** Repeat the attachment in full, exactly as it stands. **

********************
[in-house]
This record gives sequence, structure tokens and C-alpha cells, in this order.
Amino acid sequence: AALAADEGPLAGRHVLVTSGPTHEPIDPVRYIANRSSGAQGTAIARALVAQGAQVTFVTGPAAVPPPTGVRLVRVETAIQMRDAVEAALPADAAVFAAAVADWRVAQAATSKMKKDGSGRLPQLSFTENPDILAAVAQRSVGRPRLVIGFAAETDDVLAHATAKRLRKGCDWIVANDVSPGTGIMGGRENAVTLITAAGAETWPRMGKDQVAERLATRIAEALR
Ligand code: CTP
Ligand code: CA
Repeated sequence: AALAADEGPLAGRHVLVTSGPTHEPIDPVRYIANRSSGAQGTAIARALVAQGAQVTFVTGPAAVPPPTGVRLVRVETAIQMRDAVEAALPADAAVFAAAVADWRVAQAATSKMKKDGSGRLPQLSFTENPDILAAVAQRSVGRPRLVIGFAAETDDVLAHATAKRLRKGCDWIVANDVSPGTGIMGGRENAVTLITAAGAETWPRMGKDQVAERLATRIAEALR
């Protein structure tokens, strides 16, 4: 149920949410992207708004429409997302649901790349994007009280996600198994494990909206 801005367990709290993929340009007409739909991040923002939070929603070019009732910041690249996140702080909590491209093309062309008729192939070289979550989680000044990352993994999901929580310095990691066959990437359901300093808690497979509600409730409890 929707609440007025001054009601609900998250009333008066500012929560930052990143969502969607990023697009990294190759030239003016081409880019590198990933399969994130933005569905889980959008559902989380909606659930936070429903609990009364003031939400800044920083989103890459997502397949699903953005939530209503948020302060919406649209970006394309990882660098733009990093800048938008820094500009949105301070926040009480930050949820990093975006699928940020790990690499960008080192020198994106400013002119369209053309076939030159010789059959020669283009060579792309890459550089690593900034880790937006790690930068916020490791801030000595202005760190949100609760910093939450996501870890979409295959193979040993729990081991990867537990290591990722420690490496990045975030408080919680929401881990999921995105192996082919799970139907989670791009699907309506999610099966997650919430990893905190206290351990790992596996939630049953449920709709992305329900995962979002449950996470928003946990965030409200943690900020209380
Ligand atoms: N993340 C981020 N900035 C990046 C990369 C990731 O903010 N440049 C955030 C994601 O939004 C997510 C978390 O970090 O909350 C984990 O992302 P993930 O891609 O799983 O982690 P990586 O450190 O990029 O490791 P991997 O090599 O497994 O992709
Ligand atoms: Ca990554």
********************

[in-house]
This record gives sequence, structure tokens and C-alpha cells, in this order.
Amino acid sequence: AALAADEGPLAGRHVLVTSGPTHEPIDPVRYIANRSSGAQGTAIARALVAQGAQVTFVTGPAAVPPPTGVRLVRVETAIQMRDAVEAALPADAAVFAAAVADWRVAQAATSKMKKDGSGRLPQLSFTENPDILAAVAQRSVGRPRLVIGFAAETDDVLAHATAKRLRKGCDWIVANDVSPGTGIMGGRENAVTLITAAGAETWPRMGKDQVAERLATRIAEALR
Ligand code: CTP
Ligand code: CA
Repeated sequence: AALAADEGPLAGRHVLVTSGPTHEPIDPVRYIANRSSGAQGTAIARALVAQGAQVTFVTGPAAVPPPTGVRLVRVETAIQMRDAVEAALPADAAVFAAAVADWRVAQAATSKMKKDGSGRLPQLSFTENPDILAAVAQRSVGRPRLVIGFAAETDDVLAHATAKRLRKGCDWIVANDVSPGTGIMGGRENAVTLITAAGAETWPRMGKDQVAERLATRIAEALR
């Protein structure tokens, strides 16, 4: 149920949410992207708004429409997302649901790349994007009280996600198994494990909206 801005367990709290993929340009007409739909991040923002939070929603070019009732910041690249996140702080909590491209093309062309008729192939070289979550989680000044990352993994999901929580310095990691066959990437359901300093808690497979509600409730409890 929707609440007025001054009601609900998250009333008066500012929560930052990143969502969607990023697009990294190759030239003016081409880019590198990933399969994130933005569905889980959008559902989380909606659930936070429903609990009364003031939400800044920083989103890459997502397949699903953005939530209503948020302060919406649209970006394309990882660098733009990093800048938008820094500009949105301070926040009480930050949820990093975006699928940020790990690499960008080192020198994106400013002119369209053309076939030159010789059959020669283009060579792309890459550089690593900034880790937006790690930068916020490791801030000595202005760190949100609760910093939450996501870890979409295959193979040993729990081991990867537990290591990722420690490496990045975030408080919680929401881990999921995105192996082919799970139907989670791009699907309506999610099966997650919430990893905190206290351990790992596996939630049953449920709709992305329900995962979002449950996470928003946990965030409200943690900020209380
Ligand atoms: N993340 C981020 N900035 C990046 C990369 C990731 O903010 N440049 C955030 C994601 O939004 C997510 C978390 O970090 O909350 C984990 O992302 P993930 O891609 O799983 O982690 P990586 O450190 O990029 O490791 P991997 O090599 O497994 O992709
Ligand atoms: Ca990554």